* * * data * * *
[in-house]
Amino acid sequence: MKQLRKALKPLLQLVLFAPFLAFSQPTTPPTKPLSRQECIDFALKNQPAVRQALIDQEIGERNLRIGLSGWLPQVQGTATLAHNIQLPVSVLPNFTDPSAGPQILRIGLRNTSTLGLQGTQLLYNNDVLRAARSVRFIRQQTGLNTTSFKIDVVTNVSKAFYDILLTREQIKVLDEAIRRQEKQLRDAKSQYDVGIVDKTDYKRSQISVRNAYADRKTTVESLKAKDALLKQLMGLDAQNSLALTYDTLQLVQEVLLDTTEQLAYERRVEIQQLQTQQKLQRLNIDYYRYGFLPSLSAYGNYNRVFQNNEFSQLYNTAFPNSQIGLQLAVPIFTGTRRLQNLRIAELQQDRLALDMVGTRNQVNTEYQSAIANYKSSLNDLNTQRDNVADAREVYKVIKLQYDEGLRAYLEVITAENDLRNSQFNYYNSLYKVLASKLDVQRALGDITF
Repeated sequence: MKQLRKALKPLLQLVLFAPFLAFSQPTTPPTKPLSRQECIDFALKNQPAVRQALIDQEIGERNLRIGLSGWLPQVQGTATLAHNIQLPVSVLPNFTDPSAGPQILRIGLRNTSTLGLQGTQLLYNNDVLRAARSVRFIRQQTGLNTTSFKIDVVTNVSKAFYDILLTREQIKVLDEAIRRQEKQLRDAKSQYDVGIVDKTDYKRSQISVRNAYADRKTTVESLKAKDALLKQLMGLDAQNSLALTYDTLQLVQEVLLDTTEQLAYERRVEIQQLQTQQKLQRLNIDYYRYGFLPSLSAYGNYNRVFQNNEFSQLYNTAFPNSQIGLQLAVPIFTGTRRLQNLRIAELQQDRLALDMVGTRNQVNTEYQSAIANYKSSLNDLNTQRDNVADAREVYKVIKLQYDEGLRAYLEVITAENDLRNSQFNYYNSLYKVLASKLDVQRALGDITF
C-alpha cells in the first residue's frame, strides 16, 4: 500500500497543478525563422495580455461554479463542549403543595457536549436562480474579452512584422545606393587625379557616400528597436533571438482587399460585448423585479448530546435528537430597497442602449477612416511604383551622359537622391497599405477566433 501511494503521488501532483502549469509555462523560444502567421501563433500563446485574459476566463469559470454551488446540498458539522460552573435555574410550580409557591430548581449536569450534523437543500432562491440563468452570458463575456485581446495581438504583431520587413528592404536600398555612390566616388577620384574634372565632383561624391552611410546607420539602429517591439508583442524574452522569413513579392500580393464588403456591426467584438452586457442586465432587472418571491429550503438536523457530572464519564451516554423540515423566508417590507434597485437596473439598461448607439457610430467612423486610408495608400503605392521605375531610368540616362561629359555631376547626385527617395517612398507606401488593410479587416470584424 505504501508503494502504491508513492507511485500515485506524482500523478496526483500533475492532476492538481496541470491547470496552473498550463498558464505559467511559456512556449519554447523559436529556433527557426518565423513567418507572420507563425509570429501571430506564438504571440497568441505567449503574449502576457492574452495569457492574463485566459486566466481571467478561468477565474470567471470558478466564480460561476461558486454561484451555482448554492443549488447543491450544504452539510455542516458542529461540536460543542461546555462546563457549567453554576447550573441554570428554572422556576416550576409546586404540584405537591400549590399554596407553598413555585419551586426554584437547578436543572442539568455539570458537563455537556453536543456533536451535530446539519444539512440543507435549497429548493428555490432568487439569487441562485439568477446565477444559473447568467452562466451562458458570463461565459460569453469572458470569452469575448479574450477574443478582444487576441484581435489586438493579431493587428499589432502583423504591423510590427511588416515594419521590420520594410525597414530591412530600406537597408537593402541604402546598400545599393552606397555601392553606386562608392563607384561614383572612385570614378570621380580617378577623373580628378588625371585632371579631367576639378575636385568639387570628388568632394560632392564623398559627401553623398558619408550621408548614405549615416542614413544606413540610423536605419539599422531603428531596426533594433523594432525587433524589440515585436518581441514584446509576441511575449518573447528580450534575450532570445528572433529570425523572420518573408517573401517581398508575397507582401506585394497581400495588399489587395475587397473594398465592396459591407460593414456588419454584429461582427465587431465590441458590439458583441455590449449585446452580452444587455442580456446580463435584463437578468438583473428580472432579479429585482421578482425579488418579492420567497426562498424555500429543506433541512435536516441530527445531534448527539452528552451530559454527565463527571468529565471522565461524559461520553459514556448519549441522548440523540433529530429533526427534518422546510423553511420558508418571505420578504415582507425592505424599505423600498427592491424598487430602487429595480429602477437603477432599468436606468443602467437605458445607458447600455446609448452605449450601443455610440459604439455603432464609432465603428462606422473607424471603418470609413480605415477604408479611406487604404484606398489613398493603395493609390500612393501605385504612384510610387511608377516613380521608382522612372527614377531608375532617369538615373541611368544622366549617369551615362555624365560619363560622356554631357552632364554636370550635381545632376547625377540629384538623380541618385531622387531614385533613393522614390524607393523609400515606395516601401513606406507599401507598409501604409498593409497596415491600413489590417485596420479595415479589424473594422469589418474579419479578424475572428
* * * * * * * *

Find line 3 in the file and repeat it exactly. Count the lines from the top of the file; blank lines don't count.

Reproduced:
Repeated sequence: MKQLRKALKPLLQLVLFAPFLAFSQPTTPPTKPLSRQECIDFALKNQPAVRQALIDQEIGERNLRIGLSGWLPQVQGTATLAHNIQLPVSVLPNFTDPSAGPQILRIGLRNTSTLGLQGTQLLYNNDVLRAARSVRFIRQQTGLNTTSFKIDVVTNVSKAFYDILLTREQIKVLDEAIRRQEKQLRDAKSQYDVGIVDKTDYKRSQISVRNAYADRKTTVESLKAKDALLKQLMGLDAQNSLALTYDTLQLVQEVLLDTTEQLAYERRVEIQQLQTQQKLQRLNIDYYRYGFLPSLSAYGNYNRVFQNNEFSQLYNTAFPNSQIGLQLAVPIFTGTRRLQNLRIAELQQDRLALDMVGTRNQVNTEYQSAIANYKSSLNDLNTQRDNVADAREVYKVIKLQYDEGLRAYLEVITAENDLRNSQFNYYNSLYKVLASKLDVQRALGDITF